Why giant organizations are on the lookout for AI conduct forensics specialists
THERE is no doubt that artificial intelligence (AI) powered applications and solutions are gaining popularity across the world.
A recent Gartner survey showed that 37 percent of organizations have implemented AI in some shape or form, despite the talent shortages.
“Four years ago, AI implementation was rare, only 10 percent of survey respondents reported that their enterprises had deployed AI or would do so shortly. For 2019, that number has grown to 37 percent a 270 percent increase in four years,” said Gartner Distinguished Research VP Chris Howard.
However, another study warns that large organizations are increasingly getting anxious about the brand and reputation risks associated with using AI-powered solutions.
Users' trust in AI and machine learning (ML) solutions is plummeting as incidents of irresponsible privacy breaches and data misuse keeps occurring.
Despite rising regulatory scrutiny to combat these breaches, Gartner predicts that, by 2023, 75 percent of large organizations will hire AI behavior forensic and privacy and customer trust specialists to reduce brand and reputation risks.
Bias based on race, gender, age or location, and bias based on a specific structure of data, have been long-standing risks in training AI models.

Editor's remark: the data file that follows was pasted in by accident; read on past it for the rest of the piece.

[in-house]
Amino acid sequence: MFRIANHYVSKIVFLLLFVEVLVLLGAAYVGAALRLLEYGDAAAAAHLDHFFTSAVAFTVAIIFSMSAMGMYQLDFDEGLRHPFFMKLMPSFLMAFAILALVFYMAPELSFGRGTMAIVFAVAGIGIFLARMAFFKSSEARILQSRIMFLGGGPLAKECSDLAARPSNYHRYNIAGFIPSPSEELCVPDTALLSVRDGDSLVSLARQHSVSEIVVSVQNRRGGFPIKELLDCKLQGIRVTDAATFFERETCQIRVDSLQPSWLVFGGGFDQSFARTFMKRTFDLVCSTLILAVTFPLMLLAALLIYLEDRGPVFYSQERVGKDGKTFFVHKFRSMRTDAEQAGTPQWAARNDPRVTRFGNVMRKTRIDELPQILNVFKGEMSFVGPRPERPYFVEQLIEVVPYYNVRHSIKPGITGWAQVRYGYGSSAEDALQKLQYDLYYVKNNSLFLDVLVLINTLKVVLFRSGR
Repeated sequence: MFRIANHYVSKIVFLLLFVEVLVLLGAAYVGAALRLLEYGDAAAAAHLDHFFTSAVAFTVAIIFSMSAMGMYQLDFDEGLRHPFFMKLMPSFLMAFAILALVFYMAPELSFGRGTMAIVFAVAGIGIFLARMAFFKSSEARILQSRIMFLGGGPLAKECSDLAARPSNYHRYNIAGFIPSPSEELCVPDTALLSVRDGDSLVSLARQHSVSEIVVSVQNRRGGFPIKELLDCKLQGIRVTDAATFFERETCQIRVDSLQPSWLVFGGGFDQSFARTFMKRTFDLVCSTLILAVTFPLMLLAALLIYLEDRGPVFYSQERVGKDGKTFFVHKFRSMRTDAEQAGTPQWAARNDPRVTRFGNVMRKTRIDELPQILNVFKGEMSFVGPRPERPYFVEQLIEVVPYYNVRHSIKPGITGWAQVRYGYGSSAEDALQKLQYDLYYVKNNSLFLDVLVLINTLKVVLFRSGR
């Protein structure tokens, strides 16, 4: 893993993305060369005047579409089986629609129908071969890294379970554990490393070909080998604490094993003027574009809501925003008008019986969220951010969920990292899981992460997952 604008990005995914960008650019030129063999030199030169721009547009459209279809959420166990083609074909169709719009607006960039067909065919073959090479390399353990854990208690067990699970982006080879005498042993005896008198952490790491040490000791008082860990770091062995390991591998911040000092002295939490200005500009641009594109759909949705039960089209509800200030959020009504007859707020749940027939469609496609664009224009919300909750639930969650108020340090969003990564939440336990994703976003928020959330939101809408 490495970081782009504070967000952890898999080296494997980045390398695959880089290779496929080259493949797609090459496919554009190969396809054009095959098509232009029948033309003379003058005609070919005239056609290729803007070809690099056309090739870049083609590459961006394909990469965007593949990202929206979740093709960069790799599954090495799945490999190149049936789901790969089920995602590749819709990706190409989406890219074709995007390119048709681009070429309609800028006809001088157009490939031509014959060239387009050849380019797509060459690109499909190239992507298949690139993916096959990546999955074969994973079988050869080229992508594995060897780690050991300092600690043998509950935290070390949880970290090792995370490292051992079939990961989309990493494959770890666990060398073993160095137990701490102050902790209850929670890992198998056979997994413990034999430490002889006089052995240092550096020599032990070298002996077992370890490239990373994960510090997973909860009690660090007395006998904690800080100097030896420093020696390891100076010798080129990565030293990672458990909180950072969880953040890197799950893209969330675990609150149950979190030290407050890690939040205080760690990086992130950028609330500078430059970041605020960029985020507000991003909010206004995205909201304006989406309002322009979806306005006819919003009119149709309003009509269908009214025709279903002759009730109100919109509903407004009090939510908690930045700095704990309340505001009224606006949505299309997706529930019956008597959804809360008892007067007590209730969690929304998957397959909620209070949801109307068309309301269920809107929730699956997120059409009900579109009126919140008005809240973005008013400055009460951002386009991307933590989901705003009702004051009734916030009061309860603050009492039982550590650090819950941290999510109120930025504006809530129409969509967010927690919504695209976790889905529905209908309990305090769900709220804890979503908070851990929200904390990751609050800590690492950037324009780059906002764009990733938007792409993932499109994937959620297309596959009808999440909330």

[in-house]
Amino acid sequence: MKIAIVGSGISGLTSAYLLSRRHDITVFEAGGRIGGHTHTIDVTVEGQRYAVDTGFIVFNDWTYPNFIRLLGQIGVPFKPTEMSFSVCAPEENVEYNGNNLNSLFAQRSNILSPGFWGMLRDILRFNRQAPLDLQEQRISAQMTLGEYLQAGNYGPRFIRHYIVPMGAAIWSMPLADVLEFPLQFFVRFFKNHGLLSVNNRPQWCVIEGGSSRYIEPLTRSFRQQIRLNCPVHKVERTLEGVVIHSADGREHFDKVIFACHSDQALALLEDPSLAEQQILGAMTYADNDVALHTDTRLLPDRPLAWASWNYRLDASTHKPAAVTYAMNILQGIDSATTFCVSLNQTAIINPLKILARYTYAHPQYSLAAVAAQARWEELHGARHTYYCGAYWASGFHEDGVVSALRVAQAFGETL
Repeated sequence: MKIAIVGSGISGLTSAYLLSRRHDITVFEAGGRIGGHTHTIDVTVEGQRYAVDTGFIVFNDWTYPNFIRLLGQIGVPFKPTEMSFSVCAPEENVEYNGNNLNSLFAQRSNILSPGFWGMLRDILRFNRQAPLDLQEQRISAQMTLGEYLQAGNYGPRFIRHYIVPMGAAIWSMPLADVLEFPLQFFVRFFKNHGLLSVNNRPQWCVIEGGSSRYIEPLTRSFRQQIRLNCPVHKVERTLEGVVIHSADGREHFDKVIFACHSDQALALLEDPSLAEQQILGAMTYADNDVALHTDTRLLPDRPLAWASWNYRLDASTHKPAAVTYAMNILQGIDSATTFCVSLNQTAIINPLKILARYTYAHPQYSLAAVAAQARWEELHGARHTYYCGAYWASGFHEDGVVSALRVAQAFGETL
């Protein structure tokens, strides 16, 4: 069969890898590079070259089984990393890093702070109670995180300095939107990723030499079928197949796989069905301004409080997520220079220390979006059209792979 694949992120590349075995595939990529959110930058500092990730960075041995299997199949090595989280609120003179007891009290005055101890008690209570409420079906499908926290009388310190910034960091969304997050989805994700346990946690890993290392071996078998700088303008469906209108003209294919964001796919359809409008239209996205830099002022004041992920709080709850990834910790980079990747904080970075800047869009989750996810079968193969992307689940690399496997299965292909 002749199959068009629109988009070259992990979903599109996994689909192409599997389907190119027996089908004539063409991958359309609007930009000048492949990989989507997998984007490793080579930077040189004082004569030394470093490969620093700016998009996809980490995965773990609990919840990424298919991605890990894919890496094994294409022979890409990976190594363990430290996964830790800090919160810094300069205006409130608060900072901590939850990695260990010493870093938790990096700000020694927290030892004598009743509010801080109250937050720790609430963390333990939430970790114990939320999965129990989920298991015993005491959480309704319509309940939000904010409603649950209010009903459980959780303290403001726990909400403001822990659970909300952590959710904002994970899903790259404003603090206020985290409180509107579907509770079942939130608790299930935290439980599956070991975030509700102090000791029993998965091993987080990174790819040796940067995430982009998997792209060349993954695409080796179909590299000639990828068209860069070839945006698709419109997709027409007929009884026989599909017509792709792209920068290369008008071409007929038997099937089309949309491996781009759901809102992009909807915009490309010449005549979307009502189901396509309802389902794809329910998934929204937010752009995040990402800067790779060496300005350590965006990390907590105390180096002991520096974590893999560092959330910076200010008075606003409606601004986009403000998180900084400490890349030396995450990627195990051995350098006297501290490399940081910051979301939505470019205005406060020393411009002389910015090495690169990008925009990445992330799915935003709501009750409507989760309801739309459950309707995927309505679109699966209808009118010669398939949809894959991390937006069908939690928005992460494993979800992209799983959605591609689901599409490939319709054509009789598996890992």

In addition, opaque algorithms such as deep learning can incorporate many implicit, highly variable interactions into their predictions that can be difficult to interpret.
“New tools and skills are needed to help organizations identify these and other potential sources of bias, build more trust in using AI models, and reduce corporate brand and reputation risk,” said Gartner Research VP Jim Hare.
“More and more data and analytics leaders and chief data officers (CDOs) are hiring ML forensic and ethics investigators.”
Being able to understand algorithms used in AI and ML solutions, especially in the government sector and financial services space, for example, is critical in order to avoid the unintentional yet malicious targeting of certain groups of people.
Imagine a bank using an AI algorithm it believes to be sound to evaluate loan applications in a certain small town. If it was trained on data that was biased, it might not provide the right output and decline loan applications of certain groups of people without any real reason.
For such organizations, hiring AI behavior forensics experts is very important. Companies such as Bank of America and MassMutual have already made such hires, according to Gartner or are at least in some phase of the hiring process.
These job description of these specialists include validating models during the development phase and continuous review of them once they are released into production, as unexpected bias can be introduced because of the divergence between training and real-world data.
In the future, more AI behavior forensics experts are expected to be needed not just in the financial services industry but across the board, as AI solutions become part of everyday business functions such as human resources, operations, and finance.